When Sam Smith emerged into public consciousness, soulful and stirring, sometime in 2012, they were marketed as a trend-agnostic timeless type, somewhere in the vein of Adele or Amy Winehouse.
Their music was a kind of sexless schmaltz, perfectly fit for the radio but totally inappropriate for the bedroom or even in a nightclub setting.
That’s something Smith, who came out as non-binary in 2019 — and who has since championed the liberatory potential of queer community and collaboration — has tried to reverse with their third album Gloria.
Sex and queerness do indeed feature in the album, but in a way that feels tacked on out of obligation.
The references are extremely ham-fisted and obvious. An interlude is dedicated to Judy Garland’s Dorothy, which is then followed by a famous RuPaul soundbite.
Worst of all, for the album’s queer anthem closer, Smith enlists — very bafflingly — none other than Ed Sheeran.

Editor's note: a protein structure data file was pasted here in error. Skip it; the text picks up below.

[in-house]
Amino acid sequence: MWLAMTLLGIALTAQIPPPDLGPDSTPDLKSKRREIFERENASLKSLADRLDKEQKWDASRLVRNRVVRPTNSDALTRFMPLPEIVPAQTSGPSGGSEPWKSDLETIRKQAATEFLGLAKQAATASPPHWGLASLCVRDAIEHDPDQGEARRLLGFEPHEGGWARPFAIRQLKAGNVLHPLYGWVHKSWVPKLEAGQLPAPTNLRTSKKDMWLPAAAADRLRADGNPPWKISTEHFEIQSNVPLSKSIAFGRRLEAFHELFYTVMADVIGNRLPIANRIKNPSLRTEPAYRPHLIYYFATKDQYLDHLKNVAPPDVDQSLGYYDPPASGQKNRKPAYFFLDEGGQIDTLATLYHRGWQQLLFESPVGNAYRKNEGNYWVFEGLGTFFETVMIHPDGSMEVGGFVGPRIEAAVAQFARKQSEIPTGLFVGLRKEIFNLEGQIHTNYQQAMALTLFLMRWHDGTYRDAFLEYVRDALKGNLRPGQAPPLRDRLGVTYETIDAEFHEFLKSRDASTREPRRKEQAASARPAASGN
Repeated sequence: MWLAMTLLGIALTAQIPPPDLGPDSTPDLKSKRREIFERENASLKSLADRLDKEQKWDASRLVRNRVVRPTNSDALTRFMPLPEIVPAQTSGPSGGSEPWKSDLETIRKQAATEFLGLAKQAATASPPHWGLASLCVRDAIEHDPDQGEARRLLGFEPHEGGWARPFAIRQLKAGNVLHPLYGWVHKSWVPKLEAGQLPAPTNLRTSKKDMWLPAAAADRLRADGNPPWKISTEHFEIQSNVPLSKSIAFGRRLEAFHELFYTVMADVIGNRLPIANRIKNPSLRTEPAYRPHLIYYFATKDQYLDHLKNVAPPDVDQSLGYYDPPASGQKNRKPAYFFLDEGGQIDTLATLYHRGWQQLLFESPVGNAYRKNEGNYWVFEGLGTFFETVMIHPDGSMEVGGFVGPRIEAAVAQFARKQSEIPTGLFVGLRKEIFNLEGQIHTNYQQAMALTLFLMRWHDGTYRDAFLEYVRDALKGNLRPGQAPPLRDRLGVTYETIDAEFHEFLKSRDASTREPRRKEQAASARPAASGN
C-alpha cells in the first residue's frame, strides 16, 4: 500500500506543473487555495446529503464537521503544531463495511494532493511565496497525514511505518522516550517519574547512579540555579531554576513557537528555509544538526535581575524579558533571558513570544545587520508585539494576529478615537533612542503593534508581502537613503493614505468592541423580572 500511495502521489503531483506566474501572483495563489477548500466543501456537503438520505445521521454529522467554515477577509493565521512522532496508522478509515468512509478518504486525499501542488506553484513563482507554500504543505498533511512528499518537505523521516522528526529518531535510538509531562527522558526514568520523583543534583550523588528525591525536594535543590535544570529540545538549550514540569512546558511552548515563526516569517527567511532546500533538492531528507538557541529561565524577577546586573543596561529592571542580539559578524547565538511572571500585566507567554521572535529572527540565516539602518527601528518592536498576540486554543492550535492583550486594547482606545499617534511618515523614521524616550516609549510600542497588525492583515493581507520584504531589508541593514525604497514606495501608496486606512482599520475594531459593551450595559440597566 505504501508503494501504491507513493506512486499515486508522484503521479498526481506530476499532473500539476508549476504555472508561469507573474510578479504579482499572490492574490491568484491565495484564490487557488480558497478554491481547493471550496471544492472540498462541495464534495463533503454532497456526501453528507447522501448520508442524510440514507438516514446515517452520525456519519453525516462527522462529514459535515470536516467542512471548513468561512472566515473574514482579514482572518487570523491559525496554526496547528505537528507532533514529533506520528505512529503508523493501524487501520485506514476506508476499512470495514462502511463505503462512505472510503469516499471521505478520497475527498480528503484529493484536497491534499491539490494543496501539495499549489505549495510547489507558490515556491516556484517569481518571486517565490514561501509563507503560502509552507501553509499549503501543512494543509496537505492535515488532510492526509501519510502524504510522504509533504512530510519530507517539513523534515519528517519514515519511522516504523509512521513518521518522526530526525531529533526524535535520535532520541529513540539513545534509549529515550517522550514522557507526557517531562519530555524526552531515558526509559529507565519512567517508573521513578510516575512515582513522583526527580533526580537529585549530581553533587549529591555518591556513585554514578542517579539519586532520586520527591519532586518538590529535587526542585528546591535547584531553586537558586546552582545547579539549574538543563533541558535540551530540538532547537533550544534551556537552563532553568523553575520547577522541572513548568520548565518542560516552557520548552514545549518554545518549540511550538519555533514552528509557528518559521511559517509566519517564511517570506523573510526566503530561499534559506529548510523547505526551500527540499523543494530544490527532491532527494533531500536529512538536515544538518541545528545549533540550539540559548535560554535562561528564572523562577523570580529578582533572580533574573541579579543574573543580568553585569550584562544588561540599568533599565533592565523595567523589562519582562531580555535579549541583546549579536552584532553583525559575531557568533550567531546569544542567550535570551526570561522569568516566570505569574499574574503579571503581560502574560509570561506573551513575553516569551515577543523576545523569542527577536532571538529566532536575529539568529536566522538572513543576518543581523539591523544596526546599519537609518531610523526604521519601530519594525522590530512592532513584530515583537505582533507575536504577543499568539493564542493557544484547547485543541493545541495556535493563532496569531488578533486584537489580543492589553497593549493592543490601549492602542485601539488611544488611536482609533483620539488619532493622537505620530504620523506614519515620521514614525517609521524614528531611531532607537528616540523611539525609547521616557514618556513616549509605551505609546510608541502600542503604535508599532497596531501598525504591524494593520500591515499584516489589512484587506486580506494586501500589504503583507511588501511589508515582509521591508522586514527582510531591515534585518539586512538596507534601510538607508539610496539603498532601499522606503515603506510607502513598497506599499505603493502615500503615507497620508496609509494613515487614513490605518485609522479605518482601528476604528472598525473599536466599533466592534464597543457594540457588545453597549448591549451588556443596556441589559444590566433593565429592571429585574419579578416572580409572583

The verses are mismatched and bizarre; while Smith sings about proudly holding hands with another sexual minority in public, Sheeran sings about heterosexual marriage.
The entire album feels similarly slipshod and confused. One boilerplate ballad follows another, though that pattern is occasionally interrupted by some failed attempts to switch things up.
Gimme, for instance, is Smith’s Afrobeats bid for relevance; Six Shots is a sex jam that sounds more like a faked orgasm.
Ultimately, this is an album that doesn’t achieve its stated goal: Sam Smith is still the same old crooner who hounds our radio waves with lust-less attempts at lustre.
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